Public Organization Review

, Volume 6, Issue 4, pp 317–328 | Cite as

Bureaucratic Power: Security and the National Response Plan

Article
  • 110 Downloads

Abstract

The National Response Plan was created by the Department of Homeland Security for the purpose of organizing disaster relief services by coordinating activities of cabinet departments and independent agencies. A case study of the Plan's creation shows that the Department has skillfully used its sources of administrative power to build a latent control network with little or no oversight, raising questions of accountability and ultimate security. Variables discussed here promote building of a theory of bureaucratic power.

Key words

Security Bureaucratic power Emergency response 

References

  1. Allison, G. T. 1986. The power of bureaucratic routines: the Cuban missile crisis. In Rourke F. E. (Ed.) Bureaucratic power in national policy making. Little Brown, Boston, Massachusetts, pp. 87–105.Google Scholar
  2. Burke, J. P. 1987. A prescriptive view of the implementation process: when should bureaucrats exercise discretion? Policy Studies Review 7(1):217–231.CrossRefGoogle Scholar
  3. Eisner, M. A., Meier, K. E. 1990. Presidential control versus bureaucratic power: explaining the Reagan revolution in antitrust. American Journal of Political Science 34(1): 269–287.Google Scholar
  4. Etzioni-Halevy, A. 2002. Administrative power as elite power. Israeli Affairs 8(4): 25–45.CrossRefGoogle Scholar
  5. Federal Emergency Management Agency 2004. National incident management system. www.fema.gov/nims.
  6. Glasser, S., & Grunwald, M. 2005. The steady buildup to a city's chaos. Washington Post Online, September 11, www.washingtonpost.com.
  7. Graham, B. 2005. Military expands homeland efforts. Washington Post Online, July 6, 2005. www.washingtonpost.com/wp-dyn/content/article/2005/07/05/AR2005070501669, Accessed: July 12.
  8. Holden, M. Jr. 1986. Imperialism in bureaucracy. In Rourke F. E. (Ed.) Bureaucratic power in national policy making. Little Brown, Boston, MA, pp. 28–44.Google Scholar
  9. The Homeland Security Act of 2002. PL 107–296.Google Scholar
  10. LeMay, M. 2006. Public administration: clashing values in the administration of public policy. Wadsworth, Belmont, California.Google Scholar
  11. Lewis, E. 1980. Public entrepreneurship: toward a theory of bureaucratic political power. Indiana University Press, Bloomington, Indiana.Google Scholar
  12. Long, N. E. 2000. Power and administration. In Stillman R. J. (Ed.) Public administration, cases and concepts. Houghton Mifflin, Boston, Massachusetts, pp 103–108.Google Scholar
  13. Michaud, N. 2002. Bureaucratic politics and the shaping of policies: can we measure pulling and hauling games? Canadian Journal Political Science 35(2): 269–300.Google Scholar
  14. Moe, T. M. 1982. Regulatory performance and presidential administration. American Journal Political Scince 26:197–224.Google Scholar
  15. The National Emergencies Act of 2002 50 U.S.C. 1601. et. seq.Google Scholar
  16. Peters, G. B. 1989. The politics of bureaucracy. Longman, White Plains, New York.Google Scholar
  17. Robert T. 1974. Stafford Disaster Assistance Act of 1974. PL 93–288.Google Scholar
  18. Schmitt, E., Shanker, T. 2005. Military may propose an active duty force for relief efforts. New York Times. October 11, 2005: A-13.Google Scholar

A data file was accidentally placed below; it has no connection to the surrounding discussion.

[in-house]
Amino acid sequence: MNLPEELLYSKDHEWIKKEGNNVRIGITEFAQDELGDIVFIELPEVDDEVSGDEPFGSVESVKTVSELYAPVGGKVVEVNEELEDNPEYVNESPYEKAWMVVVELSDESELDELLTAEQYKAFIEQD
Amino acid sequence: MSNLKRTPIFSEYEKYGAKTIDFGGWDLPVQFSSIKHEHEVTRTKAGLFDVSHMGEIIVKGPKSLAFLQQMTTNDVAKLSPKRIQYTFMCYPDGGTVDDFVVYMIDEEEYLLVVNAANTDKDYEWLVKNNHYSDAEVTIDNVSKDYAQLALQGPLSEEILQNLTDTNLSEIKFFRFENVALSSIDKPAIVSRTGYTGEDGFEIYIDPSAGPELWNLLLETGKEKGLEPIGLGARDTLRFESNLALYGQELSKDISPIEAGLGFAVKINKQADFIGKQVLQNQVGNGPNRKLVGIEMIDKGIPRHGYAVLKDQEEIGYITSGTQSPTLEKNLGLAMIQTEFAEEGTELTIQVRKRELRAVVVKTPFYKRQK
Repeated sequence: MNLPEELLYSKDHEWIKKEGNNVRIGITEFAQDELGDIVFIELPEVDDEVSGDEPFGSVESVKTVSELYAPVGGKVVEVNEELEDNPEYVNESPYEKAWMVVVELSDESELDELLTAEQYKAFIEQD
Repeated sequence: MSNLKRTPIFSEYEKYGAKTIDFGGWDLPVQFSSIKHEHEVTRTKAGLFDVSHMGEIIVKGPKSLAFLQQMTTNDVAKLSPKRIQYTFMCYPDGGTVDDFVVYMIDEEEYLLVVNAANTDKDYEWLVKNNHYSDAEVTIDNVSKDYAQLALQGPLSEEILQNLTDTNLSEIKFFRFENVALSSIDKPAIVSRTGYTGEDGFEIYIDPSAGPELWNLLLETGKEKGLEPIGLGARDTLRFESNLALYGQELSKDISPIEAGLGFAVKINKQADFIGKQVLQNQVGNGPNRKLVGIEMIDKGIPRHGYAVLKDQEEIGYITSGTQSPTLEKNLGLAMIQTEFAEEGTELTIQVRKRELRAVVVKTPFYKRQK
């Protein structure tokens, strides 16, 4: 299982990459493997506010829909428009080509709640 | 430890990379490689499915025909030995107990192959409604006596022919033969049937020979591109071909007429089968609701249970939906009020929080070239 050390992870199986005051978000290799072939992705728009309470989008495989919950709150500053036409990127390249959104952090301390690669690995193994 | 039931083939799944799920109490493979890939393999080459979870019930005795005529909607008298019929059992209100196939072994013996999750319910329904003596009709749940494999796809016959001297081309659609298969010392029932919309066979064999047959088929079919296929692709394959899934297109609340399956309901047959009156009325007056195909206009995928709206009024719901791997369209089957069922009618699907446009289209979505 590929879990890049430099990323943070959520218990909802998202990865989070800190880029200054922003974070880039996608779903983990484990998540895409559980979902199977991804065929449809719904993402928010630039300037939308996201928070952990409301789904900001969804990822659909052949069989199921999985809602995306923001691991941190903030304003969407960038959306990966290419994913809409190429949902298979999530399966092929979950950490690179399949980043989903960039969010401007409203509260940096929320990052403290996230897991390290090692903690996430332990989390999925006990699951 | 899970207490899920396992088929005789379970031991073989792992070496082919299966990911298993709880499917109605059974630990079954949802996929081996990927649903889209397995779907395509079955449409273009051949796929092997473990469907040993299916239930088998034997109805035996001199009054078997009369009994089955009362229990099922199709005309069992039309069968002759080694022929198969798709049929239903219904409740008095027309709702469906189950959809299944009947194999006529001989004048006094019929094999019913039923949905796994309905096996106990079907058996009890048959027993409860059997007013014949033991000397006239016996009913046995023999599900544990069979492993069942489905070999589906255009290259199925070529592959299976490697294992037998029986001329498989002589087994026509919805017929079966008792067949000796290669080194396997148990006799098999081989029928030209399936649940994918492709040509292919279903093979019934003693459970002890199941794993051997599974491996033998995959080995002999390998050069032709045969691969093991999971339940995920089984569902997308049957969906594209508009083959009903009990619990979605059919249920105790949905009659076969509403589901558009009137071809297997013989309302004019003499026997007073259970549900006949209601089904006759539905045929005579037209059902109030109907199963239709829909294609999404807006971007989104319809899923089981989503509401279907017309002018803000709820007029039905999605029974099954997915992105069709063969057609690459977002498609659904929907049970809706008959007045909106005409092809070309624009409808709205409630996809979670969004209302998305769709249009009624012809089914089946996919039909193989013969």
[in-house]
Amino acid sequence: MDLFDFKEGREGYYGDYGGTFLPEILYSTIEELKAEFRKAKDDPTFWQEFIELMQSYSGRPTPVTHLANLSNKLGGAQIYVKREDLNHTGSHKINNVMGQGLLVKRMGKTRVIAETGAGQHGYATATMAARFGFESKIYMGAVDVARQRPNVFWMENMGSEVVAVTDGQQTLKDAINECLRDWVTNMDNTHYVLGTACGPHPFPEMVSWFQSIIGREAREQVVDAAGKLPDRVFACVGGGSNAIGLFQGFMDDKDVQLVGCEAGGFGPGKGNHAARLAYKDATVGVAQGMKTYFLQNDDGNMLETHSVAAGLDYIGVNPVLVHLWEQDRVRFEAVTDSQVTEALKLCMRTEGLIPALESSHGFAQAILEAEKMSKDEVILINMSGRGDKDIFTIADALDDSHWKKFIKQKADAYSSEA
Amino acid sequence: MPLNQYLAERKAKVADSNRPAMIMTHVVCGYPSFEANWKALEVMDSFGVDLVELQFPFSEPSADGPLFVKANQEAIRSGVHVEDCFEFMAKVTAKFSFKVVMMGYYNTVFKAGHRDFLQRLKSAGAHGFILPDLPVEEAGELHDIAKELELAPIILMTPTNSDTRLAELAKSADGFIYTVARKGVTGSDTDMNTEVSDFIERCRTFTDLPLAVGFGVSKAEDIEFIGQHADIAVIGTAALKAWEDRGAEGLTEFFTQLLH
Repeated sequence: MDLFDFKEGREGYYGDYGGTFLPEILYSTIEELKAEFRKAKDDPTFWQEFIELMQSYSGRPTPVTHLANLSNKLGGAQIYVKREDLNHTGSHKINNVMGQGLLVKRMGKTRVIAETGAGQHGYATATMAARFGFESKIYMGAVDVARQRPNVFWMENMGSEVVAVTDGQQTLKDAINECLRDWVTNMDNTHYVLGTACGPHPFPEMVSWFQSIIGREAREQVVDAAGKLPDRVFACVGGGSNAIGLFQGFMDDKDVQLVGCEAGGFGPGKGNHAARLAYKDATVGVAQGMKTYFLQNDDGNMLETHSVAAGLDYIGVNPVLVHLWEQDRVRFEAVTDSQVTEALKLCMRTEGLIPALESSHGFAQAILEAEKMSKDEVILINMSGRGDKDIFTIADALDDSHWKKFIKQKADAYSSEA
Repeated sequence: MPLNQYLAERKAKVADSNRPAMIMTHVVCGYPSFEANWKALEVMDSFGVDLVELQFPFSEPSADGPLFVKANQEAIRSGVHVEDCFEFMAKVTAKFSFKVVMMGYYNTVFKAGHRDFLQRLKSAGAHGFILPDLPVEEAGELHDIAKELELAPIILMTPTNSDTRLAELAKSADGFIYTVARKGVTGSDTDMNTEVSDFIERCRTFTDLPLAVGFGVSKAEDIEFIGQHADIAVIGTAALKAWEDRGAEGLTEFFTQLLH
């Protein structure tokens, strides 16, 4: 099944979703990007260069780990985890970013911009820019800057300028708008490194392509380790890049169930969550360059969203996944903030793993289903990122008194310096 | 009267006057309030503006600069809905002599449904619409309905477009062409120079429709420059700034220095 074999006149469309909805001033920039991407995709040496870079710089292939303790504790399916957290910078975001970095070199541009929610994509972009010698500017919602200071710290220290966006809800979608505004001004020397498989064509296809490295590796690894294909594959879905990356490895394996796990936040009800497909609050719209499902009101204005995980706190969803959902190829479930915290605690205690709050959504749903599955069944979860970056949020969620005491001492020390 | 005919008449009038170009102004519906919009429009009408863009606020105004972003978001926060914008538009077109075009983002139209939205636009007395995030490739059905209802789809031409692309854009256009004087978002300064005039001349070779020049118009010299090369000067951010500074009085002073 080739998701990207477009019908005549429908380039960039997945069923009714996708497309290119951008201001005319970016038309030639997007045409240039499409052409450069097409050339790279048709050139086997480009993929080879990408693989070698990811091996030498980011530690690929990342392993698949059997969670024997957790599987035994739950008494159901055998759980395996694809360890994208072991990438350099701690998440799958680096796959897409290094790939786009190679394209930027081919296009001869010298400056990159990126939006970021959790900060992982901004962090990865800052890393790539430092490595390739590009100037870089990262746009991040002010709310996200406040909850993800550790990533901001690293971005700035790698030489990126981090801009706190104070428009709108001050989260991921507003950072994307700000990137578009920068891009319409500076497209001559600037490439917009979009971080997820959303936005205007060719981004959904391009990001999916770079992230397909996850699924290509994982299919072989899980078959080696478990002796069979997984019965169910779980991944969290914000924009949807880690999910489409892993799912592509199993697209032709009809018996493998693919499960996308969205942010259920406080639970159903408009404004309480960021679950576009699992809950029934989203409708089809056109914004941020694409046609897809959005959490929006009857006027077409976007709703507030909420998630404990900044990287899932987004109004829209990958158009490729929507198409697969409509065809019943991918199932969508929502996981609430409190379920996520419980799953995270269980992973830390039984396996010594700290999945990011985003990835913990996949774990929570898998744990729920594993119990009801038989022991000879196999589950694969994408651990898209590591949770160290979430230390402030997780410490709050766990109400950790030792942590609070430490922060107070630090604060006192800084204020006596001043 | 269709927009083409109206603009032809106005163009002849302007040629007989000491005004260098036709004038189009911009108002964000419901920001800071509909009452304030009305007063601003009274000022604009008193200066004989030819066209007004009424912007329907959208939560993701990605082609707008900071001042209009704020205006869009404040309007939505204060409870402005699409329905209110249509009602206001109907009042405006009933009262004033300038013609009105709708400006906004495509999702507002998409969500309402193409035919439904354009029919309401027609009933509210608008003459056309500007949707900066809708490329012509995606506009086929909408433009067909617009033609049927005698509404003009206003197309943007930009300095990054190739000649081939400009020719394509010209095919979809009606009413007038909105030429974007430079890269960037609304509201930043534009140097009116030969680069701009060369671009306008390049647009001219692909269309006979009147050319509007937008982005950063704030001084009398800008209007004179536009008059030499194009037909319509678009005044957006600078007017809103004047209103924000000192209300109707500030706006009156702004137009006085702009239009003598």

19. Simon, H. A., Smithburg, D. W., Thompson, V. A. 1986. The struggle for survival. In: Rourke F. E. (Ed.) Bureaucratic power in national policy making. Little Brown, Boston, Massachusetts, pp. 17–28.Google Scholar
  20. United States Department of Homeland Security 2003. Department of Homeland Security Facts–2003. www.dhs.gov.
  21. United States Department of Homeland Security 2004a. The National Response Plan, Full Plan. www.dhs.gov.
  22. United States Department of Homeland Security 2004b. The National Response Plan, Base Plan and Appendices. www.dhs.gov.
  23. United States Department of Homeland Security 2005a. Fact sheet: national response plan.www.dhs.gov/dhspublic/interapp/press_release/press_release_0581.xml, November 2005.
  24. United States Department of Homeland Security 2005b. Department of Homeland Security Announces Completion of National Response Plan. www.dhs.gov/dhspublic/interapp/press_ release/press_release_0582.xml, January 6, 2005.
  25. United States Department of Homeland Security 2005c. Performance and Accountability Report 2004. http://www.dhs.gov/dhspublic/display?theme=58&content=4207.
  26. United States Department of Homeland Security 2005d. Budget of the Homeland Security Department FY 06. http://www.whitehouse.gov/omb/budget/fy2006/dhs.html.
  27. Weber, M. 1986. Essay on bureaucracy. In Rourke F. E. (Ed.) Bureaucratic power in national policy making. Little Brown, Boston, Massachusetts, pp. 62–86.Google Scholar
  28. West, W. 1998. Oversight committees in the house of representatives. Congress and Presidency 25(2): 147–161.Google Scholar
  29. West, W. 2005. Neutral competence and political responsiveness: an uneasy relationship. Policy Studies Journal 33(2): 147–160.CrossRefGoogle Scholar
  30. The White House 2004. Summary of homeland security presidential directives. November 22, 2005. www.firstgov.gov.
  31. The White House 2005. Improving homeland security. www.whitehouse.gov/infocus/homeland, October 2005.
  32. Wilson, J. Q. 1986. The rise of the bureaucratic state. In Rourke F. E. (Ed.) Bureaucratic power in national policy making. Little Brown, Boston, Massachusetts, pp. 125–148.Google Scholar

Copyright information

© Springer Science + Business Media, Inc. 2006

Authors and Affiliations

  1. 1.Political Science DepartmentKennesaw State UniversityKennesawUSA

Personalised recommendations